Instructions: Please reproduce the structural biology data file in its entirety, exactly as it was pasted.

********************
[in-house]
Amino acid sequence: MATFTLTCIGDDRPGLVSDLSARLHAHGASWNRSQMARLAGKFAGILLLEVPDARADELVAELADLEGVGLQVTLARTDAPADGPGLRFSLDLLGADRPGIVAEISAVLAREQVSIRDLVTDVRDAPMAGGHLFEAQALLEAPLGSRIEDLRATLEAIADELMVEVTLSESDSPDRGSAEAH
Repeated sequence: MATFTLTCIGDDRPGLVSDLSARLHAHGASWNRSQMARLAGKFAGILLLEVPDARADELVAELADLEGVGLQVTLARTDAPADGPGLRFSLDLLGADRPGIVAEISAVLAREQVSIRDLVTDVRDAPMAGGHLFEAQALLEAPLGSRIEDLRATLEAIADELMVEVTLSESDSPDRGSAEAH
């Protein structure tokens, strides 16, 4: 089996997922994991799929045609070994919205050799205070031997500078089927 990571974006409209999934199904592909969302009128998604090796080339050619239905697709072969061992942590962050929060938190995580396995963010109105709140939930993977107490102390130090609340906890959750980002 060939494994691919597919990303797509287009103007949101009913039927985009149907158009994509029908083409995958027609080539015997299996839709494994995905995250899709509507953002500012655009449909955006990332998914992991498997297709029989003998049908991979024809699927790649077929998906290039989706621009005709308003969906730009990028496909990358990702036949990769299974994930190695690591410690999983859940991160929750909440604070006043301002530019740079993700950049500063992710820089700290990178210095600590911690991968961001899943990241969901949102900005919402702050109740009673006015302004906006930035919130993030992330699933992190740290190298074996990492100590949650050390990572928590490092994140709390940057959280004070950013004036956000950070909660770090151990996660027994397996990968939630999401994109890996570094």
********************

[in-house]
Amino acid sequence: MATFTLTCIGDDRPGLVSDLSARLHAHGASWNRSQMARLAGKFAGILLLEVPDARADELVAELADLEGVGLQVTLARTDAPADGPGLRFSLDLLGADRPGIVAEISAVLAREQVSIRDLVTDVRDAPMAGGHLFEAQALLEAPLGSRIEDLRATLEAIADELMVEVTLSESDSPDRGSAEAH
Repeated sequence: MATFTLTCIGDDRPGLVSDLSARLHAHGASWNRSQMARLAGKFAGILLLEVPDARADELVAELADLEGVGLQVTLARTDAPADGPGLRFSLDLLGADRPGIVAEISAVLAREQVSIRDLVTDVRDAPMAGGHLFEAQALLEAPLGSRIEDLRATLEAIADELMVEVTLSESDSPDRGSAEAH
């Protein structure tokens, strides 16, 4: 089996997922994991799929045609070994919205050799205070031997500078089927 990571974006409209999934199904592909969302009128998604090796080339050619239905697709072969061992942590962050929060938190995580396995963010109105709140939930993977107490102390130090609340906890959750980002 060939494994691919597919990303797509287009103007949101009913039927985009149907158009994509029908083409995958027609080539015997299996839709494994995905995250899709509507953002500012655009449909955006990332998914992991498997297709029989003998049908991979024809699927790649077929998906290039989706621009005709308003969906730009990028496909990358990702036949990769299974994930190695690591410690999983859940991160929750909440604070006043301002530019740079993700950049500063992710820089700290990178210095600590911690991968961001899943990241969901949102900005919402702050109740009673006015302004906006930035919130993030992330699933992190740290190298074996990492100590949650050390990572928590490092994140709390940057959280004070950013004036956000950070909660770090151990996660027994397996990968939630999401994109890996570094």